See what you lost when you left this world, this sweet old world
The breath from your own lips, the touch of fingertips
A sweet and tender kiss
The sound of a midnight train, wearing someone’s ring
Someone calling your name
Somebody so warm cradled in your arms
Didn’t you think you were worth anything
See what you lost when you left this world, this sweet old world
See what you lost when you left this world, this sweet old world [Sweet Old World by Lucinda Williams]

Oh, I loved this book so much. It is the story of Emily Beam, in the few months after her boyfriend, Paul, has done something unspeakable at her old high school, committing suicide in the library after she has broken up with him. Emily has been enrolled at a boarding school at Amherst.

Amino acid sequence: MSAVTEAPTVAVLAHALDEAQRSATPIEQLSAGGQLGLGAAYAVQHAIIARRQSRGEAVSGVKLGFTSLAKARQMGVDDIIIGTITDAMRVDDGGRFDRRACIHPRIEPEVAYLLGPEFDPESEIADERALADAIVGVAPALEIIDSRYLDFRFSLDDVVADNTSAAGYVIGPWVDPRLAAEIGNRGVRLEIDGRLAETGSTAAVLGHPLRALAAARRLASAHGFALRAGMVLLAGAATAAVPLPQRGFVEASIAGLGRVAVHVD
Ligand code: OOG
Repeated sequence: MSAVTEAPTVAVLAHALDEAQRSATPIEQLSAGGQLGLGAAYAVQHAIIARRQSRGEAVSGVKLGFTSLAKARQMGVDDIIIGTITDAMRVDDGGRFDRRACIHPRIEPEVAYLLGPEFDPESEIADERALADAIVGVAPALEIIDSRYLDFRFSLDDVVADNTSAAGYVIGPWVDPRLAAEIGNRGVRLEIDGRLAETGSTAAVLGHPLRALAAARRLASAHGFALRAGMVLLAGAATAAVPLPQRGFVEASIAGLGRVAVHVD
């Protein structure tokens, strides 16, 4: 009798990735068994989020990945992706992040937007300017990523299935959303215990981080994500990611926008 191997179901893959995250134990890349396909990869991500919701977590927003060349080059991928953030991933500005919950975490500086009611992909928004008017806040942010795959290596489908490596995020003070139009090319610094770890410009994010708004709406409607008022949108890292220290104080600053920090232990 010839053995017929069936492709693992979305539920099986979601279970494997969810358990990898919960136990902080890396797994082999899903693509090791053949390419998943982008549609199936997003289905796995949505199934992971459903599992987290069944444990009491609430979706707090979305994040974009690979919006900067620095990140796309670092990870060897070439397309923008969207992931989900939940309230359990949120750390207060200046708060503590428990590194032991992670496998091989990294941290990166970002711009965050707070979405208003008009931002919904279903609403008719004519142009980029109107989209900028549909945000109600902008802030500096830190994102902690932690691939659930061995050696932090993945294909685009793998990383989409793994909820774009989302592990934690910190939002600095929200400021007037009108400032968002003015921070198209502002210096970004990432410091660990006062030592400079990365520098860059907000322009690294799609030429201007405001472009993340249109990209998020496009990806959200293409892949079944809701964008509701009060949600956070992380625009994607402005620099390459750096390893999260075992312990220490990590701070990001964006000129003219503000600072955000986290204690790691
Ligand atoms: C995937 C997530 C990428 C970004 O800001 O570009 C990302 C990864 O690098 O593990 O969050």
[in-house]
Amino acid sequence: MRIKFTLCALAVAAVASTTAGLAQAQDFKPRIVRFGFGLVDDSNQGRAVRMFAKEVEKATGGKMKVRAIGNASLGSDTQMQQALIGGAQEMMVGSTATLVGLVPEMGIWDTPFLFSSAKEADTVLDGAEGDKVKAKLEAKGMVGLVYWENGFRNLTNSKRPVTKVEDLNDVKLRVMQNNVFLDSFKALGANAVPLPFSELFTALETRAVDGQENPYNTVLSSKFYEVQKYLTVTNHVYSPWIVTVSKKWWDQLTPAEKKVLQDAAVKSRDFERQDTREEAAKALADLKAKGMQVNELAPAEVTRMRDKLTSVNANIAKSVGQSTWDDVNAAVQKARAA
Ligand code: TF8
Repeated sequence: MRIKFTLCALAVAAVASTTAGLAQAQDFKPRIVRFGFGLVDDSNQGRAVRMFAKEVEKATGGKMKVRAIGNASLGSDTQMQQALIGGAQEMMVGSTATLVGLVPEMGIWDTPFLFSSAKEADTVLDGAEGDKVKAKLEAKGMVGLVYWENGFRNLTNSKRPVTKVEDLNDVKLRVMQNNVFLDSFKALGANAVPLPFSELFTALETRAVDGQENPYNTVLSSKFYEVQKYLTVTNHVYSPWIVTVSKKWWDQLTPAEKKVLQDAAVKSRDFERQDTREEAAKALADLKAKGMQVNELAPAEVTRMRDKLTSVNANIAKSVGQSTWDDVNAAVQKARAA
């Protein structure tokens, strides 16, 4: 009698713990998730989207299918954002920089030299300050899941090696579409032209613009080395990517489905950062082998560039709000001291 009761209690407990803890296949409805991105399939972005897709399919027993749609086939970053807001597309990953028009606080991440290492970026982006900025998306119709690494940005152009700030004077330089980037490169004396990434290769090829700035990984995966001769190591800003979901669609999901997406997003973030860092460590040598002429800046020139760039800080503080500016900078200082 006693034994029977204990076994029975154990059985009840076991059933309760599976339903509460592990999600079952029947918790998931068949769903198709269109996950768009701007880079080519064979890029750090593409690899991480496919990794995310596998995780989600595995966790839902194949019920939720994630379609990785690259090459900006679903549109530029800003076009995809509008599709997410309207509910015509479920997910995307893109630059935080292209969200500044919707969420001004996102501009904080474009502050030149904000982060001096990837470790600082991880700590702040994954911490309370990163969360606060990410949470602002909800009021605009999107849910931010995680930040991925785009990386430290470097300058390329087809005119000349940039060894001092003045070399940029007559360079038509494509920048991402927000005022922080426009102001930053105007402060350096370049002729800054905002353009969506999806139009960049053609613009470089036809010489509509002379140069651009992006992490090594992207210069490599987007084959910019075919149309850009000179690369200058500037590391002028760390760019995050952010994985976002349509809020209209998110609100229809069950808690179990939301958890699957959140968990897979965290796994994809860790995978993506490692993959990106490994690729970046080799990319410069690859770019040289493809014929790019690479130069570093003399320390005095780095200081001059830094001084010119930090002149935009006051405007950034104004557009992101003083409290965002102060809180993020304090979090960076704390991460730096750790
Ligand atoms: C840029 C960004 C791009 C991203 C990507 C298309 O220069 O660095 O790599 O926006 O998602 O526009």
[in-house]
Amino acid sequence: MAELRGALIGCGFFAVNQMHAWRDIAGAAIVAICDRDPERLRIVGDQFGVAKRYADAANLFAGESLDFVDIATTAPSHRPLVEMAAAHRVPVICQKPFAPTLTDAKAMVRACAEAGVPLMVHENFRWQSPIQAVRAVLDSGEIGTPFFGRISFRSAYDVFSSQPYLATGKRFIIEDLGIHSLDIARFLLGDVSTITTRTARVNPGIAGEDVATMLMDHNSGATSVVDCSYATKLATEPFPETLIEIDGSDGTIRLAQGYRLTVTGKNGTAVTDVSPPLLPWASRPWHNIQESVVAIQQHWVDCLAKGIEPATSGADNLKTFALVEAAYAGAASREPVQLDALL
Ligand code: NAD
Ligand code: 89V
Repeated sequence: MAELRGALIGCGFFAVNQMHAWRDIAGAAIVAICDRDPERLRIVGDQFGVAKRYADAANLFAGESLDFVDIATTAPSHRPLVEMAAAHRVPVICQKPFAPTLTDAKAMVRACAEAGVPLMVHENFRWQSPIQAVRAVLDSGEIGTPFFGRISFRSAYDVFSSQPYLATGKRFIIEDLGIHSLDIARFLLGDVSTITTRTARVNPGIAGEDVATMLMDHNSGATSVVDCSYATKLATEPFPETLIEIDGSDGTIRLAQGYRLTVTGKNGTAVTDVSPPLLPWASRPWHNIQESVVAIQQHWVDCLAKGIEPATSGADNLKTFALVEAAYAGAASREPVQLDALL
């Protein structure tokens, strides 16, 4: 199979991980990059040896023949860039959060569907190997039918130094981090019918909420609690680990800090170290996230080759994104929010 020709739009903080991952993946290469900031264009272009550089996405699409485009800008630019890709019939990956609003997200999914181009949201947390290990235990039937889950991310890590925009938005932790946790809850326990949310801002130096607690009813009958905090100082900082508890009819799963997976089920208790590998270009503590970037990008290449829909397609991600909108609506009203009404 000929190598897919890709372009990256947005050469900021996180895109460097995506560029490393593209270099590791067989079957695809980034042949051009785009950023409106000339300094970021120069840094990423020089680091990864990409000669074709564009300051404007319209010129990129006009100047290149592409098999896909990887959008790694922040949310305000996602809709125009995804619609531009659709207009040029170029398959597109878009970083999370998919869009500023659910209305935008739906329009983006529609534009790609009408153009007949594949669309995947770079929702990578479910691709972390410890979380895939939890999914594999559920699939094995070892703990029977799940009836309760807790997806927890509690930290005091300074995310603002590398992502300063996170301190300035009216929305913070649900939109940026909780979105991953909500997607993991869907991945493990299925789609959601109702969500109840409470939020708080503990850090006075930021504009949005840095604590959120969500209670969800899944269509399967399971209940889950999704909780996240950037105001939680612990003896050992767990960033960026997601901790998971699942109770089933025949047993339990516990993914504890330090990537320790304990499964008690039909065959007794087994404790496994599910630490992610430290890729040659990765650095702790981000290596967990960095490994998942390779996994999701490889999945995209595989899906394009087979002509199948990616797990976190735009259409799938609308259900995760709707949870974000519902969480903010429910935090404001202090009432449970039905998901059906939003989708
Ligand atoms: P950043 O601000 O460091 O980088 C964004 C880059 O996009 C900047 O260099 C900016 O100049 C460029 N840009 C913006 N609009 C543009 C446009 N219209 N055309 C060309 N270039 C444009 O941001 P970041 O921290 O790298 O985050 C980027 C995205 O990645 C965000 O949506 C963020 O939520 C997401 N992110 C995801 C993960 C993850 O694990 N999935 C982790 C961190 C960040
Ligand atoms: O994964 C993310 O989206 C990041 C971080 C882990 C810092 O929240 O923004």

Mount Holyoke

What doesn’t this book have? Well, it doesn’t have a love triangle, or bad boys with tattoos, or smexy sexy alphas who control their girlfriend’s every move, or any sort of paranormal creature (and, no, the “ghost” of Emily Dickenson doesn’t count, since she is really more of a presence than an actual spirit).

It is slow and introspective, a look into the resilience of youth following a devastating tragedy. It is about blossoming friendship and growing up and forgiving yourself. And it’s about words and the power of words to heal.

Jenny Hubbard can put together words so beautifully that it broke my heart sometimes. I am barely a fan of poetry, but Emily Beam is a poet, and scattered throughout the book is a series of poems that she wrote in those first weeks and months at school, and they are brilliantly evocative and spare and lovely.

I feel like words are inadequate for me to explain why I loved this book. I connected with it – I have a girl and I have been a girl, and I work with girls who have been through trauma, and so for me, Emily Beam is every girl who uses words to process her pain. I loved this book.